In 2020, Zooniverse provided this blog post of online learning resources that they had curated from their site, including a list of age-appropriate projects for 5-12 year olds. Please be aware of their note, “there is no age limit for participating in Zooniverse projects, but children under the age of 16 need parent or guardian approval before creating their own Zooniverse account.” I was able to participate in the Penguin Watch project without an account, so it is possible to use the site without signing in.

If you are a secondary teacher, there are also ideas for you in the blog post of online learning resources. In addition, I found this Edutopia article describing a lesson that high school biology teacher, Robin Dawson, did with the Snapshot Ruaha Project.

You may decide that Zooniverse won’t work as a class activity, but keep it in mind for independent projects, such as Genius Hour. Also, explore the project types as they are not all science — and not all based on imagery. For example, I found a fascinating one on the “Maturity of Baby Sounds.” I would even suggest, in some instances, having Zooniverse as an option in a calming area in your classroom where students can go if they are feeling like they need to cool down or are over-stimulated.

black and white penguin
Photo by Jack Salen on Pexels.com
Off on a Tangent training using Ethics Depth and Complexity Mat
K-12, Math, Teaching Tools

Off on a Tangent

I had a wonderful time yesterday working with NEISD GT on some math enrichment activities in a workshop I titled, “Off on a Tangent.” We mashed up a Slow Reveal Graph with Depth and Complexity mats and tried out the Connect, Extend Challenge Visible Thinking Routine with Splat. (The latter could have gone better, I think, with higher quality facilitation on my part. Definitely improving on that next time!) Even though they had just completed challenging working days, the teachers were receptive and enthusiastic as they explored the many resources I tried to curate just for them to either use with their students in GT or to recommend to classroom teachers for students craving new challenges.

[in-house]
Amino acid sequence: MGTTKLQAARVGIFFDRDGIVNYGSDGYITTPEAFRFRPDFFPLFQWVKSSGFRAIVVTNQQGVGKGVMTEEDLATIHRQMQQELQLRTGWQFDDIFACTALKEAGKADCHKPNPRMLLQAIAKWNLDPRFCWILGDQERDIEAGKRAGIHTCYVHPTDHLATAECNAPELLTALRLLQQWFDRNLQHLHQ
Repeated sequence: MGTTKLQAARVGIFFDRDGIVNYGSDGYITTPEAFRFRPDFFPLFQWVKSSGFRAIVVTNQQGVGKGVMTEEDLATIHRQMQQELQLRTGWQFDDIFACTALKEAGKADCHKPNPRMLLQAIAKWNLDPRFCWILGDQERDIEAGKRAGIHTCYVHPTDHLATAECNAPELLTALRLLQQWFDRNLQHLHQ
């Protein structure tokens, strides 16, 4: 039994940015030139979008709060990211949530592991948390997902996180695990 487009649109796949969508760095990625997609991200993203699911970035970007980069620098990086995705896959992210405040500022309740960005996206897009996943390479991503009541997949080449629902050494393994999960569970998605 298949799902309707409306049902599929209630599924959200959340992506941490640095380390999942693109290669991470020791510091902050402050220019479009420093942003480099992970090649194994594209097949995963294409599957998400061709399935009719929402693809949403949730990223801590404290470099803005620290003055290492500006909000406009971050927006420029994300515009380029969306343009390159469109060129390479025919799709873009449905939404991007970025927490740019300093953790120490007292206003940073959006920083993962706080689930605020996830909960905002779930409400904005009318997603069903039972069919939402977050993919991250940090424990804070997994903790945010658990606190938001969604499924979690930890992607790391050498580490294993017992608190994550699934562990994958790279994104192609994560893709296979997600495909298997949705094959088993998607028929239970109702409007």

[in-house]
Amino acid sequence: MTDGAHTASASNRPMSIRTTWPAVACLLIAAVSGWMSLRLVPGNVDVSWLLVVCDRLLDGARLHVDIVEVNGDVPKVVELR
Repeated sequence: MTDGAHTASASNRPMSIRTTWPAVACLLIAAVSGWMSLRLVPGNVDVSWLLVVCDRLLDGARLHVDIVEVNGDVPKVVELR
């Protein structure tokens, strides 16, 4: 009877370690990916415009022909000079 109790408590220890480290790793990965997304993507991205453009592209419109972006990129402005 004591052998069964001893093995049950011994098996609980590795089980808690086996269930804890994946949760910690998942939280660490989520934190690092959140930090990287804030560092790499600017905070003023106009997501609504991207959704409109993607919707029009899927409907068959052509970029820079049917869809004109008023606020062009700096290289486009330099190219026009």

I’m grateful for still having many opportunities to be involved in education despite “retiring” a couple of years ago. Thanks to all of you for allowing me to continue to be a part of this world whether it is by reading my blog posts (which admittedly often go off on a tangent), connecting with me on social media, or inviting me to present professional development. It’s an honor to regularly interact with and learn from so many rock-star educators!

Diarra Bousso Guey, Senegalese Mathematician
Careers, K-12, Math

More Math Inspiration

One hashtag that is always sure to reveal exciting math resources is #MTBOS (Math Twitter Blog-o-Sphere). That’s how I discovered Nathan Day (@nathanday314), and a couple of his great shares. With his permission, I am putting the links in this post as I really want more people to become inspired by math and mathematicians. If you’re a teacher with a few blank spaces on your wall, some of these might be great additions!

First, here are Nathan’s files for 50 Mathematical Quotations. You can access them as a Powerpoint file (which can be added to Google Drive and converted to Slides if needed) or PDF:

Next, these are his files for 82 famous mathematicians from around the world:

I love seeing the diversity and representation (53 countries), and I think it will help your students to see that as well.

Thanks to Nathan for putting these together and sharing them! He also gave some shouts out to @DrStoneMaths, @SimonYoung10, and @Desmos for the versions/blog post on which he based his Famous Mathematicians posters, so thanks to them, too. As Sir Isaac Newton said, “If I have been able to see further, it was only because I stood on the shoulders of giants.”